A new report from The Australia Institute’s Centre for Future Work estimated about 30 per cent of Australian jobs could conceivably be performed from home.

Agriculture and environmental studies have been deemed “national priorities” for short term, reduced price courses to be provided by Australian universities in a bid to boost the education sector.

Food Security

Australian milk production was up 8.1% this February on the previous year, though  year-to-date production was down 2.6pc to the end of February. Milk production was up in all states, except Queensland.

In an open letter to the Prime Minister, a group of irrigators have urged swift action on releasing water from the Murray Darling to ensure food security.

The NFF has hit out at 60 Minutes after the program tied water access to the country running out of food during the pandemic. The NFF in an open letter labelled it “reckless scaremongering”.

Fears have been raised in Australia over milk dumping following footage released from European countries, but the Australian Dairy Farmers president Terry Richardson that there is little risk of that occurring in Australia. The dairy industry has formed a National Response Group to ensure a united response to the COVID-19 pandemic, while maintaining supply chains and product quality, and protecting the health and safety of farmers and workers.

Central Queensland cattle producer Melinee feels that the current pandemic has done wonders for awakening Australians to the importance of biosecurity in agriculture.

Demand

Though much of agriculture is well placed to deal with the pandemic, smaller producers who supply directly to restaurants, cafes and hotels are struggling after demand has dropped by up to 90%.

Boutique businesses reliant on farm gate sales and tourism are struggling in this crisis, as shutdowns and reduced demands in what is usually a peak period leave them concerned for the future.

The Limestone Coast town of Robe has seen its local boutique businesses shift to home delivery, in a bid to help the local economy which is so dependent on tourism.

Hundreds of tonnes of watermelons have been left to rot in a Central Australian paddock while underemployed international workers watch on.

Markets

After hitting a record high in February, the National Australia Bank’s Rural Commodities Index jumped another 5.8 per cent in March, energised by better seasonal conditions, the devalued dollar and solid domestic demand for farm sector produce.

Dairy analysts are warning the COVID-19 crisis will put pressure on global dairy prices well into 2021 and will hit opening prices in Australia.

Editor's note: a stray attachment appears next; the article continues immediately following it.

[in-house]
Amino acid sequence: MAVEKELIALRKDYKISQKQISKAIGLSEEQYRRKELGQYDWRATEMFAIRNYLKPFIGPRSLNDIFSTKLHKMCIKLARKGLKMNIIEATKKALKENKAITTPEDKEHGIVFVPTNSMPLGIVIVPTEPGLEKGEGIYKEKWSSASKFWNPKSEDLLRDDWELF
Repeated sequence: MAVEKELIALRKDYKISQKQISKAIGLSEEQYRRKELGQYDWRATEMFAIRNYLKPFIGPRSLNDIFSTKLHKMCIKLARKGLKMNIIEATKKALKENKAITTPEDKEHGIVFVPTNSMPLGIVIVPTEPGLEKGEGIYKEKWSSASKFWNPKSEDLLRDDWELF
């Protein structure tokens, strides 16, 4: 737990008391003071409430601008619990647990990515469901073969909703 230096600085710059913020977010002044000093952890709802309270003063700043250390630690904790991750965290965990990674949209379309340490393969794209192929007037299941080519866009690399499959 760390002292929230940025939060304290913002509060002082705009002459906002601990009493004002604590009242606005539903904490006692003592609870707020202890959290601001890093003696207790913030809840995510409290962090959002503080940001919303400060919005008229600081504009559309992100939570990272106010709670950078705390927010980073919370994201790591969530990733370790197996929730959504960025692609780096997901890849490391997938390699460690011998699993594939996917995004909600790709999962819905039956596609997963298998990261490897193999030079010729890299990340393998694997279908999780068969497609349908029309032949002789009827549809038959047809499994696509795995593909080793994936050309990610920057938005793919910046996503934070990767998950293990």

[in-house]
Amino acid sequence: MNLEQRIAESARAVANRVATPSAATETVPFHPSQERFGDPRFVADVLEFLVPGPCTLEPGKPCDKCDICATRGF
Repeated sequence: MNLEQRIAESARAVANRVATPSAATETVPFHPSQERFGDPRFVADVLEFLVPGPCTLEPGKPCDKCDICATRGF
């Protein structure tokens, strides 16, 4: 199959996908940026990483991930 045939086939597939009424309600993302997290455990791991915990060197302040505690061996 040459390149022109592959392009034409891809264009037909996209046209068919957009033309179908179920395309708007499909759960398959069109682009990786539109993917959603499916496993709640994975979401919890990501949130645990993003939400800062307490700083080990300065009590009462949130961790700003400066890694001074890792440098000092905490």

There are glimmers of hope in wool market as indicators rise slightly after the biggest drops in years, though the prices are likely buoyed by the reduced product available to purchase at the markets.

Bushfire Recovery

Many victims of this summer’s bushfires feel they are being forgotten in the wake of the global pandemic.

8 April 2020

Increased Demand

Flour suppliers say there is no shortage of flour in Australia and the supermarket shelves are empty only because people are stockpiling more than they need. Even with retailers limiting the number of packets customers can buy, the flour mills simply cannot get their product delivered fast enough to re-stock supermarkets.

Markets

Saleyards across the country have been making massive changes to respond to COVID-19, but the industry is divided on whether this has been good or bad.

Lentil prices have skyrocketed to over $800 a tonne as pulse markets watch the situation in India, who is trying to sure up it’s food security.

Export restrictions put in place in Russia and the Ukraine are unlikely to have tangible impacts on world supply, but could potentially be precursors to further restrictions in the future.

Dairy analysts are warning the COVID-19 crisis will put pressure on global dairy prices well into 2021 and will hit opening prices in Australia.

Supply Chains

In Perth, people are celebrating the lowest fuel prices in a decade, but the price drop is not being seen across the state.

Government and agricultural industry bodies are confident the cropping supply chain will continue to flow, despite the COVID-19 pandemic. Minister Littleproud has assured growers that supply chain logistics are being closely monitored.

It has been a very hectic period for GrainCorp as they adapt to demerger from United Malt and figure out how to respond to the COVID-19 situation as it rapidly unfolds. The wet start to the season has also meant fertiliser demands are high, as well as a low Australian dollar allowing Australia to be very competitive in the export market.

Workforce